The game plays like one part RPG, one part RTS game and one part crazy parody. The players play the ruler and members of court who venture into these dungeons that way Starfleet allows its command crew to beam down to hostile alien planets. Each character has a 'Class', such as Ruler, Knight, Ninja, Oracle, Servant or Priest (there are others). This gives them one skill at the start from a list of different abilities. The skills are more like special abilities or powers in some cases. They then get a 'job'. This is a more mundane (though not necessarily) occupation that come with only one skill each. Options include but are not limited to Cook, Doctor, Eunuch, Hunter, Thief and several more. Hunters have "Hunting" which enables them to find things your party needs to survive. Cook gives you "Apron", the ability to turn slain monster parts into food. Doctors can heal.

The players also create their home country of origin, determining how many people they have and a number of other elements. One of the most interesting is what they call 'Rooms', which are basically locations in one or more buildings in your Kingdom with special properties that can help (or in some rare cases hinder) the PC party before they venture into the Labyrinths.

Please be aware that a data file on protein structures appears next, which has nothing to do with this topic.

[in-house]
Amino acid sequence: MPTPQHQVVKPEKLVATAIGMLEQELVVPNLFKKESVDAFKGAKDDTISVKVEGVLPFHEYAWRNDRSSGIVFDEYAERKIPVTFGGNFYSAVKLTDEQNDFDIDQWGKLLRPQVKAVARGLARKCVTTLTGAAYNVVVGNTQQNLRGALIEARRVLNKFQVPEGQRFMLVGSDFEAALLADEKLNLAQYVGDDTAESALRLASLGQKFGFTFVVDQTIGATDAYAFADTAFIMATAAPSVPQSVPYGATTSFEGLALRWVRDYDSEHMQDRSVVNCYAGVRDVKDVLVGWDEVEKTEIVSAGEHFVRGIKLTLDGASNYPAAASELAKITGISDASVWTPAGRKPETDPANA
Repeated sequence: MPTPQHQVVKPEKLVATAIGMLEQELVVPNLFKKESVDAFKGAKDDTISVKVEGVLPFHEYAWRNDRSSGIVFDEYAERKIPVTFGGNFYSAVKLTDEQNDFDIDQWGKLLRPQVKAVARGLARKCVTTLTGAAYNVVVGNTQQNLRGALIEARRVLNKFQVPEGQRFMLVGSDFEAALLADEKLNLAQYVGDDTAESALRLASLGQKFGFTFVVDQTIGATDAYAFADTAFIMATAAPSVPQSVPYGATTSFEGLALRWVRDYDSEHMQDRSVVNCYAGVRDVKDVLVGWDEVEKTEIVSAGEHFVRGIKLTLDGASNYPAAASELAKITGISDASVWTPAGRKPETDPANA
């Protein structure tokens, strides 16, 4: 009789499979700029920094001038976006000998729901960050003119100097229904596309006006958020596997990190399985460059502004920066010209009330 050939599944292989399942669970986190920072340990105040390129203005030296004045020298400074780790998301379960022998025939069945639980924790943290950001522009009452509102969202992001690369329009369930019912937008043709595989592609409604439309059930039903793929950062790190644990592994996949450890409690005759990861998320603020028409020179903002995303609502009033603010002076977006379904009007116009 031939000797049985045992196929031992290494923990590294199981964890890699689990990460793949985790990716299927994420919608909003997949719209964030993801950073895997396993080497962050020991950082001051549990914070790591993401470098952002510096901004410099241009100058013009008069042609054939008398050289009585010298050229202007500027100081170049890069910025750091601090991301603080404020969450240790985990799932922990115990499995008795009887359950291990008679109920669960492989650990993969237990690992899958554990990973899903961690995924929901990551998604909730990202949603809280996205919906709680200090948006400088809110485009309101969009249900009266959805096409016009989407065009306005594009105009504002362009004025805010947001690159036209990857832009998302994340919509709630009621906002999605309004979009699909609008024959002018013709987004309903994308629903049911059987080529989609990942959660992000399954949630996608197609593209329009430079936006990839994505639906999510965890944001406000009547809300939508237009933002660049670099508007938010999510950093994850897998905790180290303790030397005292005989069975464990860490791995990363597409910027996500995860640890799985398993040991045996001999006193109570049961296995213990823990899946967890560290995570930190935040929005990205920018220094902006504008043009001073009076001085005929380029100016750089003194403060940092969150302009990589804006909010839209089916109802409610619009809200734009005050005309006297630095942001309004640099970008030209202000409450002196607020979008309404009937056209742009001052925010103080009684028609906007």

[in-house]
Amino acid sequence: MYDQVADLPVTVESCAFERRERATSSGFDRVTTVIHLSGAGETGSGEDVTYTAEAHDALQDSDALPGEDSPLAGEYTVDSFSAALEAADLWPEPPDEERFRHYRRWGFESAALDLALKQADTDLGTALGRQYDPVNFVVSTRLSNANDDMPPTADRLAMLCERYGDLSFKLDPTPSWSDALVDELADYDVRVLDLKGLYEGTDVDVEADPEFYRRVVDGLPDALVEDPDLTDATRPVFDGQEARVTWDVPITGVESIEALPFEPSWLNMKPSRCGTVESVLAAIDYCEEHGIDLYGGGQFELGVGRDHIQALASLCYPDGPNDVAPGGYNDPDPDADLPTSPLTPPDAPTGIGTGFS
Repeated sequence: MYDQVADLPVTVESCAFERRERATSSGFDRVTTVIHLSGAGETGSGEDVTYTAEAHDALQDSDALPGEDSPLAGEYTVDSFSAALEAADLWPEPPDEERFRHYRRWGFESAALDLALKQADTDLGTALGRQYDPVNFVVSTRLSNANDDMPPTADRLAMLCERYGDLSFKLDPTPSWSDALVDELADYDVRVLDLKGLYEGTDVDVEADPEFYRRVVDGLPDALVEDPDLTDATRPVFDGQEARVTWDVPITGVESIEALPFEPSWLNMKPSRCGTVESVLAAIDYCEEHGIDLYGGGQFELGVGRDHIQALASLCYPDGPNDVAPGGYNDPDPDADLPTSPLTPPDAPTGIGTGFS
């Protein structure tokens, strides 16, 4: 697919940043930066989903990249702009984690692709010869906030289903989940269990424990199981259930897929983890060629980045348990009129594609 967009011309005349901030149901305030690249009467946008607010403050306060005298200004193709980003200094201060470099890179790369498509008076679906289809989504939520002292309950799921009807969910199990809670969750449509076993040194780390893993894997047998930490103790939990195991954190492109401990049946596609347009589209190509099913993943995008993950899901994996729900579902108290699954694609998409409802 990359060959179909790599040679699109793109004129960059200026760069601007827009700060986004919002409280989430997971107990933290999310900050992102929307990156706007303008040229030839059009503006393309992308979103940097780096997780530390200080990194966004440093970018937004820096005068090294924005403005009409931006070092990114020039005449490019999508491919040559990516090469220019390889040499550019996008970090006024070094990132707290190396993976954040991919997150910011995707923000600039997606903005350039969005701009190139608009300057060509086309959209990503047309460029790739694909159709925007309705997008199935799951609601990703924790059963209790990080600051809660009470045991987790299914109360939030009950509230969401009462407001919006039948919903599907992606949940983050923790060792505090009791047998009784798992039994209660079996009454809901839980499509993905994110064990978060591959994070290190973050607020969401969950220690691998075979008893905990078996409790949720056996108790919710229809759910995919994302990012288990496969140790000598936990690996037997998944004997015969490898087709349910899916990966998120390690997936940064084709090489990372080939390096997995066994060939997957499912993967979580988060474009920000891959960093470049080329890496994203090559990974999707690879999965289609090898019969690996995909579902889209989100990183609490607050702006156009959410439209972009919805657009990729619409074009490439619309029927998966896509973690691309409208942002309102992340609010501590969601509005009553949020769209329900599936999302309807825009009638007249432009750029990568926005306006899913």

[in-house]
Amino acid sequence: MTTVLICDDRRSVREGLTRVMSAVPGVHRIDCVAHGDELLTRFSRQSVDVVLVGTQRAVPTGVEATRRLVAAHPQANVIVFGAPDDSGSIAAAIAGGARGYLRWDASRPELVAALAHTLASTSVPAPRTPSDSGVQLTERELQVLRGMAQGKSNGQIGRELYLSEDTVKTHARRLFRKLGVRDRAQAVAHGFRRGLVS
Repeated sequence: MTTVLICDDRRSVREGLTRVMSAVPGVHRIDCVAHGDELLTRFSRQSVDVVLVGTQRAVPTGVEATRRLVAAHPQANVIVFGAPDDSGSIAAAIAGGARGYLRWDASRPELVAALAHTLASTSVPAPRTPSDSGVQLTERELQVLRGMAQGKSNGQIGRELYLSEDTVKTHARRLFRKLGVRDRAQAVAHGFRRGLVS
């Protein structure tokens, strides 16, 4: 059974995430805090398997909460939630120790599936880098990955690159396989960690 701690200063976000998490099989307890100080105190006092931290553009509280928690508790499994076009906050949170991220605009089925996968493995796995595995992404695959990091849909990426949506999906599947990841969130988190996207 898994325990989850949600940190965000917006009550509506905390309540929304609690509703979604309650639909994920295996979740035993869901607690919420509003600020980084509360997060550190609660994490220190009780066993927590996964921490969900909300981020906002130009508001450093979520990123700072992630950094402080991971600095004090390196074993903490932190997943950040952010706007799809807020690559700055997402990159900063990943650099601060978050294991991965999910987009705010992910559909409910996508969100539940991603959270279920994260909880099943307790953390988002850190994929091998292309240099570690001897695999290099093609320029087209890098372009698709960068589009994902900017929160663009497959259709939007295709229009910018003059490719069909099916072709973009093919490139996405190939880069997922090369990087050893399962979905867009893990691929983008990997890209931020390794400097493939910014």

Actually play is like a classic dungeon crawl with a resource management element as you bring followers with you into the dungeons. Followers are disposable NPC goons of various types that you can use to help fight monsters, set off traps or otherwise get red-shirted into oblivion. Note however that there are limitations and lots of dead followers means a smaller population for your fictional nation. Finding treasure can not only give your characters nifty new weapons and magic potions but can also make your country richer. Over a campaign the country with grow and get more rooms and people. Feels like Ogre Battle meets Suikoden meets classic D&D.

We had a blast trying it out recently but didn't have enough players to may it really shine. After the game I did some research on the 'net and realized the game has way more potential then I even thought of at first. Spin-offs include tactical card games (Meikyuu Conquest) and supplements designed to expand the role playing elements (Meikyuu Chronicle). Also, the standard approach to the game is to randomly roll everything, including ability and the name of your country. Be prepared to defend the sovereign nation of "The United States of Champion Land" or "St. Banana Kingdom".